Yet Anderson doesn’t merely replicate the surface pleasures of his live-action pictures; he’s delving into similar thematic waters as well. Ash is a teenage outcast in the Max Fischer mold (voiced by the same actor, even); Mr. Fox is both insensitive to his son and blissfully ignorant of that insensitivity (á la Royal Tenenbaum); the familial rivalry between Ash and cousin Kristofferson echoes Anderson’s previous picture, The Darjeeling Limited. And the film is, on some level, a further exploration of the questions of masculinity that reverberate throughout Anderson’s entire filmography; Mr. Fox is, at his basest level, a wild animal, burdened by those instincts and desires, but he is also a husband and father, and those qualities are more vital to both himself and those around him.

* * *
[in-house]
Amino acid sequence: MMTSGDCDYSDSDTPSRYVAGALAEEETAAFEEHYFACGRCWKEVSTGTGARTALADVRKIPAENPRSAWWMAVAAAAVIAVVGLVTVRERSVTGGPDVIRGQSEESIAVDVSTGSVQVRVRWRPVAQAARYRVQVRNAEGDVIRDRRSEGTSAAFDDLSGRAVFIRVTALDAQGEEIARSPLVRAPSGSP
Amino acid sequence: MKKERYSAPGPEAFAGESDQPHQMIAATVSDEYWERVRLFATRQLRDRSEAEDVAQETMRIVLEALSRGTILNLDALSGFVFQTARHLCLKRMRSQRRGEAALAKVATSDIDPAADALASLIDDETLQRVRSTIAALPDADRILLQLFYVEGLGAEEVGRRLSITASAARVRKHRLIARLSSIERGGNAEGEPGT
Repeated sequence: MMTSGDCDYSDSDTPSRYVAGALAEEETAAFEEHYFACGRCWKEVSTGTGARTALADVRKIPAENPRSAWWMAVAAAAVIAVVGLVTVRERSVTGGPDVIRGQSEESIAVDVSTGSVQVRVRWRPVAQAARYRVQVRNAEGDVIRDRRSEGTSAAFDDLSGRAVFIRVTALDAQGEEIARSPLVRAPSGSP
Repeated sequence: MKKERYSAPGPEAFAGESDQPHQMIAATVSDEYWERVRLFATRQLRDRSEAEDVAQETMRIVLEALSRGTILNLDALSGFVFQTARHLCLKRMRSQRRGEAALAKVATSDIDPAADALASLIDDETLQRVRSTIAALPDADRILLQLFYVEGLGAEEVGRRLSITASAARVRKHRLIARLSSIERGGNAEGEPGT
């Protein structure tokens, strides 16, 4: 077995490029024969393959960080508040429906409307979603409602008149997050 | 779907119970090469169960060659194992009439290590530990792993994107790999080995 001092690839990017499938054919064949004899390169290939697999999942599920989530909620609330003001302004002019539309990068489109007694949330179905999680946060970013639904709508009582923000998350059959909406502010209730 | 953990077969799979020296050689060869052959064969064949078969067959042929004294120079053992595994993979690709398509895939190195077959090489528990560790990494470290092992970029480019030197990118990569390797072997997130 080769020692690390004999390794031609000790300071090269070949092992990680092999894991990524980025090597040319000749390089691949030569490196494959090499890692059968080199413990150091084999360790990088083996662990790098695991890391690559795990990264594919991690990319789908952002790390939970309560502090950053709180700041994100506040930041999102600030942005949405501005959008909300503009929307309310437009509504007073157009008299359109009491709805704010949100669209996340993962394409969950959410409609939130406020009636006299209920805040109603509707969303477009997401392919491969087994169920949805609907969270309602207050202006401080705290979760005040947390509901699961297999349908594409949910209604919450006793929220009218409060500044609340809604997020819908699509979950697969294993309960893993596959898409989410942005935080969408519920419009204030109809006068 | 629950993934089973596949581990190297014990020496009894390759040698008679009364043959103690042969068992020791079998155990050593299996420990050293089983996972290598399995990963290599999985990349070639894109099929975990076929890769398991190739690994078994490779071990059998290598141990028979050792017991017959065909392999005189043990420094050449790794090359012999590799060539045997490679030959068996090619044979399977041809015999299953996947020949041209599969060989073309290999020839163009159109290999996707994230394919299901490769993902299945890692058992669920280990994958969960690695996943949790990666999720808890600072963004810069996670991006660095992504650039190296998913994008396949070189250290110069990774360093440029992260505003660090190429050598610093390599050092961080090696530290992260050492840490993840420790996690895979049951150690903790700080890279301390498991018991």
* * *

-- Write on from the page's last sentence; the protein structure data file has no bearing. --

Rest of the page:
In his introduction to The Wes Anderson Collection, Michael Chabon writes of the sneering dismissal of “artificiality” in Anderson’s works, “at times with the implication, simple-minded and profoundly mistaken, that a high degree of artifice is somehow inimical to seriousness, to honest emotion, to so-called authenticity. All movies, of course, are equally artificial; it’s just that some are more honest about it than others.” And when approached through Chabon’s insightful rubric, it may very well be that Fantastic Mr. Fox is Anderson’s most honest movie of all.